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From the Archive- Miracleman: The Golden Age

Neil Gaiman and Mark Buckingham reveal this post-superhero world through the stories and lives of normal but unsettled men and women.

From the Archive- Miracleman: The Golden Age
Miracleman: The Golden Age by Neil Gaiman, Mark Buckingham, D'Isreali, and Todd Klein (Marvel Comics)

It's just weird to think that these stories are over 30 years old and now just finally getting finished.  With Marvel finally releasing Miracleman: The Silver Age #1, it's a good time to revisit this piece on Miracleman: The Golden Age, originally written for Newsarama back in March 2016.

Superheroes have pretty much become a ubiquitous presence in our entertainment spheres that it’s hard to imagine a world without them on our movie and television screens. But think about it a different way-- imagine what it would be like if golden gods and vile fiends with the powers of life and death really walked among us. Think about how different everything would be if Superman or Iron Man really did fly through our skies. It would almost be an unrecognizable world. In the 1980s, Alan Moore wrote his Miracleman story that ended with the heroes building a new Olympus on the remains of bombed-out London. After that, Neil Gaiman and Mark Buckingham began the now-collected Miracleman: The Golden Age, telling the story of the ten years following the gods' ascension and humanity's conflict over accepting these new gods into their everyday lives.

After the condition that Alan Moore (a.k.a. “the original writer”) and John Totleben left London and the world after their run on Miracleman, Gaiman and Buckingham have the unenviable job of rebuilding that world on a much different foundation. The world they have left to build from has been emotionally and physically scarred by the revelation of god-like men and women with powers we have only ever been able to dream about in the past. Sure, Miracleman saved London (and by extension the world) from a murderously maniacal Kid Miracleman. And as these gods/heroes try to recreate the world in their own image, Gaiman and Buckingham have to ask just how do you try to pretend that the world is normal when you’ve seen that the supernatural exists.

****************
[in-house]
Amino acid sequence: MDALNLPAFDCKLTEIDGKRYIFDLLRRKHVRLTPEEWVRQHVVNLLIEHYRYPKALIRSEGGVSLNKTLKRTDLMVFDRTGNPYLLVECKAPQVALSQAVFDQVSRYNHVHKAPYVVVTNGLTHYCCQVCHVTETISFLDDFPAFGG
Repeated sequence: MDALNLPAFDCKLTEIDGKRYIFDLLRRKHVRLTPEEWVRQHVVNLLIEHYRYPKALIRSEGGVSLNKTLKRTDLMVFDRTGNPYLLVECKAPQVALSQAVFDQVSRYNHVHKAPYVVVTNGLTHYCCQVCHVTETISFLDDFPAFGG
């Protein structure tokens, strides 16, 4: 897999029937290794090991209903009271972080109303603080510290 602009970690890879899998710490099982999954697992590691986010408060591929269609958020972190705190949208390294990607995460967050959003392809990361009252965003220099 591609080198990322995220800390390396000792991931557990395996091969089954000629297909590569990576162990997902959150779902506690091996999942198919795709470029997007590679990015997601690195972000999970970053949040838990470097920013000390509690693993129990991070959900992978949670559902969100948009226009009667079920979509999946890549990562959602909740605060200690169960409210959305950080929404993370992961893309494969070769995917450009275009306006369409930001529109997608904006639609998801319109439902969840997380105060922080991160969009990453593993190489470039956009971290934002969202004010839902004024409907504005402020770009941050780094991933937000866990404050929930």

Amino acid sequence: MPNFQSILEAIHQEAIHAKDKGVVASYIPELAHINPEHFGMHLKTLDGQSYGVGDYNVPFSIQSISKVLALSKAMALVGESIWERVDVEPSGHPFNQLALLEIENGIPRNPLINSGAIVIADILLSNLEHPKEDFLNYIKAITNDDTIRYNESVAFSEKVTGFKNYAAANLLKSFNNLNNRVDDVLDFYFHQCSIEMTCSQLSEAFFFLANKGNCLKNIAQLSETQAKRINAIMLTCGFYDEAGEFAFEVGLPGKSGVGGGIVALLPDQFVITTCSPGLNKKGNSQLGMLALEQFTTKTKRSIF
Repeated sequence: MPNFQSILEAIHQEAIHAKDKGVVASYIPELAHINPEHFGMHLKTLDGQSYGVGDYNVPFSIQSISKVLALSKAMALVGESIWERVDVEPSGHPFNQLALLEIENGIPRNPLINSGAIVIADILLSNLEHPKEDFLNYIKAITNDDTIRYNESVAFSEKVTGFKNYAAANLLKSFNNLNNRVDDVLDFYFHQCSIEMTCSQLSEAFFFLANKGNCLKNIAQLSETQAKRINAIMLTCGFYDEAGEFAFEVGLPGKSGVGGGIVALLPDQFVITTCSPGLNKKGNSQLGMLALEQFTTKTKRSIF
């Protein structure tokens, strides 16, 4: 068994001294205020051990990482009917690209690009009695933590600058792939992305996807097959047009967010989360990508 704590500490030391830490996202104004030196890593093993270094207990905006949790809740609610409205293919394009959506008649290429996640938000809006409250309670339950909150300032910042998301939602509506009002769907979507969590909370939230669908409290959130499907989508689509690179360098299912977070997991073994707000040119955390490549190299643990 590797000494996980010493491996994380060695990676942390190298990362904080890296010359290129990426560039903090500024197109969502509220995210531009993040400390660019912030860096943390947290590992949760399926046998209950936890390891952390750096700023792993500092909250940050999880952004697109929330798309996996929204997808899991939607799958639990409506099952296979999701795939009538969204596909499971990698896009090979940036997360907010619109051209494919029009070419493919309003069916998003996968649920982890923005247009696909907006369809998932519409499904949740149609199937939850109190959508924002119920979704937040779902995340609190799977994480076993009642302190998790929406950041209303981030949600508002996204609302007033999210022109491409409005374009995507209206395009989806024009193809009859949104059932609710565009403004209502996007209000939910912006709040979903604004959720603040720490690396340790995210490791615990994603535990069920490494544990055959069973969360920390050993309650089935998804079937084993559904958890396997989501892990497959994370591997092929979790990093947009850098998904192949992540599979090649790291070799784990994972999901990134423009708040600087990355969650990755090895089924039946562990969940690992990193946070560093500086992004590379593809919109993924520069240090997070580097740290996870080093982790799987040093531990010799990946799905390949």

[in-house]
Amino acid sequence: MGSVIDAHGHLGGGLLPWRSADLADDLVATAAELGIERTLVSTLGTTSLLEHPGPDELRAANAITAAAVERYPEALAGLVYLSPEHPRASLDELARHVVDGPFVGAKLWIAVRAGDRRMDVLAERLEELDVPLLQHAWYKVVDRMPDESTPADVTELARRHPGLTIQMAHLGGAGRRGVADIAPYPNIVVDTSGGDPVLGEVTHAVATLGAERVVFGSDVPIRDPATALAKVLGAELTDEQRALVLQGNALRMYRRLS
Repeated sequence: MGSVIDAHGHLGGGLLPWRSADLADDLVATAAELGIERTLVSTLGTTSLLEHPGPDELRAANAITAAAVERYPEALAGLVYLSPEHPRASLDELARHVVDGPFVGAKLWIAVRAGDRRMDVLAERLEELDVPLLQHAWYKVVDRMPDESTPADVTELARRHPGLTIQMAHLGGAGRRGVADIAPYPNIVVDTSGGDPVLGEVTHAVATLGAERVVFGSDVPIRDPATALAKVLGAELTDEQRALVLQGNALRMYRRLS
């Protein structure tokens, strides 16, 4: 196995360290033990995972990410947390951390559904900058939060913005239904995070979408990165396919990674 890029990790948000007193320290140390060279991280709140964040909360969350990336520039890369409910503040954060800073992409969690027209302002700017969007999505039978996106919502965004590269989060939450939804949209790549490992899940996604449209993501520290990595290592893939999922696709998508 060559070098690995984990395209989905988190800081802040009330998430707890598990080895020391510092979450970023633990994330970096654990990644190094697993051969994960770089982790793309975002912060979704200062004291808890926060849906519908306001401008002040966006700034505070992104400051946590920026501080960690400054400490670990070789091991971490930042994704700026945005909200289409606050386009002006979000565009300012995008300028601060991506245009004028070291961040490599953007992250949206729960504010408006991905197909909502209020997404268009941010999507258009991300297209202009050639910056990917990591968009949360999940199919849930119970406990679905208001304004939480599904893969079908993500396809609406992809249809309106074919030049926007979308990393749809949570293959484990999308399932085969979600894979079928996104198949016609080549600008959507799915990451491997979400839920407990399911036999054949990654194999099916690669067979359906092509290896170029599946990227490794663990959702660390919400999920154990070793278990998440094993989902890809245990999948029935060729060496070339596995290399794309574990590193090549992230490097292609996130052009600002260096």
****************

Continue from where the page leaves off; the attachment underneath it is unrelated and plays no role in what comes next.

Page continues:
Gaiman reveals this post-superhero world through the stories and lives of normal but unsettled men and women. Miracleman: The Golden Age isn’t the continuing adventures of Miracleman and Miraclewoman, even if their stories are small parts of this new world, but Gaiman shows us a man whose daughter is slowly dying, a spy in a world that doesn’t allow for spies anymore, a woman who is watching her family crumble before her eyes, an artist who doesn’t know what art is in a world where an alien can reanimate the dead, a man who falls in love with one of those gods and other people whose existences are turned upside down when the world is revealed to be something completely other than what they thought.

The ever-changing art by Mark Buckingham and colorist D’Israeli gives Gaiman’s story a wonderful and exciting canvas to be told on. Shifting between cartoony, abstract, childlike, shadowy, and jubilant styles, Buckingham doesn’t define this new world of gods as simply as good or bad. The shifts in art create a world of possibilities and shades. There’s no way to label the new world under Miracleman and Miraclewoman because each and every perception of it is different. Even if the basic fibers of an earthly existence seem disrupted by the revelation of these powers, Buckingham’s art provides wonderful context by helping to define these different lives as still unique and vibrant things in a new world of wonders and miracles.

Working with that visually diverse world, Gaiman’s writing recalls some of the best issues of The Sandman where Gaiman didn’t focus on the large, grand story but more on the impact of the powers that be on the lives of men and women who inhabit that world. It’s that fascinating way that Gaiman writes about myths but frames them in ways that are intimate and personal. Playing with genres like Buckingham plays with artistic styles, Gaiman’s short stories about a supposed golden age leave a lot of room open for interpretation about what it is that makes this age so “golden.” Seeing the aftermath of the revelation of superheroes, Gaiman’s characters still struggle with their own small lives as if they were untouched by the new world order they now live in.

It’s easy to think that the world would have changed after the revelation that gods and demons walked and fought amongst us but Gaiman and Buckingham show just how steady and constant humanity is as their stories focus on such human qualities as love, hate, fear, and uncertainty. The gods may try to give mankind a utopia but humanity's own restlessness in Miracleman: The Golden Age shows just how unwilling we are to understand or accept the gifts of gods. Gaiman and Buckingham show a world in turmoil, not over war but over mankind’s own place in a world where gods now walk.